Outdoors: The Buzz December 28, 2012

By Kevin Tate/Outdoors Writer

A-rig really lighting up bass action at Pickwick
Big bass are being hauled in on Pickwick by Alabama rig users right now, echoing the rig’s performance there last winter.
“Big bass are being caught with it, and I mean big bass and lots of them,” Clay Coleman, of Clay’s Bait and Tackle in Tupelo, said. “That’s what the A-rig taught us last year, that there’s another way to catch those big fish.
“They’re catching eight- and 10-pound bass in big numbers on Pickwick right now. I haven’t heard if they’re doing it at Bay Springs also, but I’d bet they are.”
Coleman said conditions for the rig’s use should also be right around the locks along the Tennessee-Tombigbee Waterway.
“It looks like it’s going to be a wintertime deal.”
The Alabama rig is an umbrella-style presentation that puts five shad-like baits in front of fish at once. It’s fished from a rod and reel loaded with very heavy line.
Kevin Tate

Wild game contest set
The Calhoun County Wild Game Tasting Buffet is set for Monday, Feb. 11, at the Multi Purpose Building in Pittsboro.
All dishes for judging must be present by 6 p.m. The event begins at 6:30 p.m. The annual event typically draws a wide variety of wild game dishes and includes lots of fun and fellowship.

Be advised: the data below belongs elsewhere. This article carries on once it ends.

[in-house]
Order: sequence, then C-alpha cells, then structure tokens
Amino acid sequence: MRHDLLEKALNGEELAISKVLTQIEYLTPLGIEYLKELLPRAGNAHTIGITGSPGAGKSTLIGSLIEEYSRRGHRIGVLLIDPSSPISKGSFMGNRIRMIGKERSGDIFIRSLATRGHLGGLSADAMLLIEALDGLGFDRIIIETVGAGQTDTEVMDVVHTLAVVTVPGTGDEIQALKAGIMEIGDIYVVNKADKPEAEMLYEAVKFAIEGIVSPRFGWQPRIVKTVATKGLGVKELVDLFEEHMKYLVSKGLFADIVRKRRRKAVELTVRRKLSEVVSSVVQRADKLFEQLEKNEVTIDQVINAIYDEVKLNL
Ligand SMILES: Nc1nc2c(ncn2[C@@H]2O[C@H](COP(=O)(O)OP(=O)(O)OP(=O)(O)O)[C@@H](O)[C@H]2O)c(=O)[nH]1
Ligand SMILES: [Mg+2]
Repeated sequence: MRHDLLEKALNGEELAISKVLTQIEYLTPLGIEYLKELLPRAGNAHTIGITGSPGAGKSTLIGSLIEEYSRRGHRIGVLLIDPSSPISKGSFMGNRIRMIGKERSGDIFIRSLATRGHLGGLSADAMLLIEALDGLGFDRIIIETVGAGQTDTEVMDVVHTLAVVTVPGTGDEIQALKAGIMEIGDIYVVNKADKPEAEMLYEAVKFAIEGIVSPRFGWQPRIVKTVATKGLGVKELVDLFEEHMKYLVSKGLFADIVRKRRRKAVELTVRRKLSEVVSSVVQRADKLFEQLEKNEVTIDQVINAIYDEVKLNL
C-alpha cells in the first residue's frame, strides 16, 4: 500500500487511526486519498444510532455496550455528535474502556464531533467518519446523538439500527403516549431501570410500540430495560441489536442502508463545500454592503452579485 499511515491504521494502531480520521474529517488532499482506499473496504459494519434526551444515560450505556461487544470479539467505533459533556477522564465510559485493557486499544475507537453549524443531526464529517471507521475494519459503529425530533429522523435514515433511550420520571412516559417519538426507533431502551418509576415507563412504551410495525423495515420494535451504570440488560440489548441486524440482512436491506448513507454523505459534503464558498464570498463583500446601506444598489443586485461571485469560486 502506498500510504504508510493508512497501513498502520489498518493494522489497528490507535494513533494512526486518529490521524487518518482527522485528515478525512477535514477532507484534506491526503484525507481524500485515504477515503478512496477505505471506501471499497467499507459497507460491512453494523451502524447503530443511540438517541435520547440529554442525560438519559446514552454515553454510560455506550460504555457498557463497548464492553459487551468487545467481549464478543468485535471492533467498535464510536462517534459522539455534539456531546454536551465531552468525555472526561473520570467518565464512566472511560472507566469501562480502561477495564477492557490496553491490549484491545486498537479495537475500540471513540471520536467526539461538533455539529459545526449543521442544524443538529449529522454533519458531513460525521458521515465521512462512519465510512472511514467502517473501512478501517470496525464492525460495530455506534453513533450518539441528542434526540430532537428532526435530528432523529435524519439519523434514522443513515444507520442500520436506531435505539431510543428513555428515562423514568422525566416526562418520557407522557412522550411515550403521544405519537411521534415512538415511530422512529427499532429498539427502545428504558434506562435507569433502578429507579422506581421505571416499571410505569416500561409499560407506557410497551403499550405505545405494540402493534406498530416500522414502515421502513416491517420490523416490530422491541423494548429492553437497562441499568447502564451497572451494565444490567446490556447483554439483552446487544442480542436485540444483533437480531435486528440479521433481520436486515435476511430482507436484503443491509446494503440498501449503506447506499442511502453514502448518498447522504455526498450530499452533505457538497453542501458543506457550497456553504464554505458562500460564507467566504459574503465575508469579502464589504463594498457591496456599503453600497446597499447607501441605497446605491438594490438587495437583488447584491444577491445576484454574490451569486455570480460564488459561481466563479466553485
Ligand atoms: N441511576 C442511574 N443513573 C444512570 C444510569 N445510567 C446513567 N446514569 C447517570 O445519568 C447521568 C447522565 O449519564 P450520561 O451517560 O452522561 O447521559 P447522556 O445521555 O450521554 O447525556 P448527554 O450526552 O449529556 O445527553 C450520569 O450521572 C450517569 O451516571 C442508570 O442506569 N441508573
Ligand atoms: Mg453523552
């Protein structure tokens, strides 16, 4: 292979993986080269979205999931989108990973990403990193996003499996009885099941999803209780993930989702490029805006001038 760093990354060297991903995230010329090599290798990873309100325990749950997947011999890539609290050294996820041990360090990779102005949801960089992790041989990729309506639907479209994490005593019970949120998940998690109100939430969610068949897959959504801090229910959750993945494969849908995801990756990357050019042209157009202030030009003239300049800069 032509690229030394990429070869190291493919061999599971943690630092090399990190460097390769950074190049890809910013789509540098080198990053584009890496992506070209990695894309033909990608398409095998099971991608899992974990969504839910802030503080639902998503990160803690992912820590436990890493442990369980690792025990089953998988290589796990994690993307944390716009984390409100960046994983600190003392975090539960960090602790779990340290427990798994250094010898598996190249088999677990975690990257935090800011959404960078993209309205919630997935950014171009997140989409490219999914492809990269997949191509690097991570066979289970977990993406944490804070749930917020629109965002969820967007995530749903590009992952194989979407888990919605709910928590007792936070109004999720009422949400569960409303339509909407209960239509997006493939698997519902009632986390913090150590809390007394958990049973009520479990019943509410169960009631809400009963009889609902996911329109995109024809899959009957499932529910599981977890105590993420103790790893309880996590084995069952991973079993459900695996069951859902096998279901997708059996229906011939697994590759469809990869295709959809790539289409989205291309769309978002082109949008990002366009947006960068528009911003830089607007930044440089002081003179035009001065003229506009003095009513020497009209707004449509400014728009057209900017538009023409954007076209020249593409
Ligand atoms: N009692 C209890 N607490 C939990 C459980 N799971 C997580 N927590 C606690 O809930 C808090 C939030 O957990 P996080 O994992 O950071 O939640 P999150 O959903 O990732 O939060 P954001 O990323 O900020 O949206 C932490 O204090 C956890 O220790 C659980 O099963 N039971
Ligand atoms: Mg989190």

Dishes will be judged in the categories of fin, feather, deer, other fur and wild hog, and from those category winners a best-in-show grand champion will be selected.
Admission is $1 with dish and $3 with no dish. For more information, call Millie Goforth at 662-628-6260.
Kevin Tate

Waterfowl pushed south by major front
Recent rains have added some shallowly flooded habitat to the landscape in the northeastern portion of the Delta.
Large flocks of mallards and other dabblers have arrived and should continue to arrive on the heels of the major cold weather system that swept the central plains this past week.
Waterfowl were found using both agricultural and moist-soil wetlands. Ducks should begin to move into these newly flooded habitats as food resources become more limited in those areas that have been flooded for the last few weeks.

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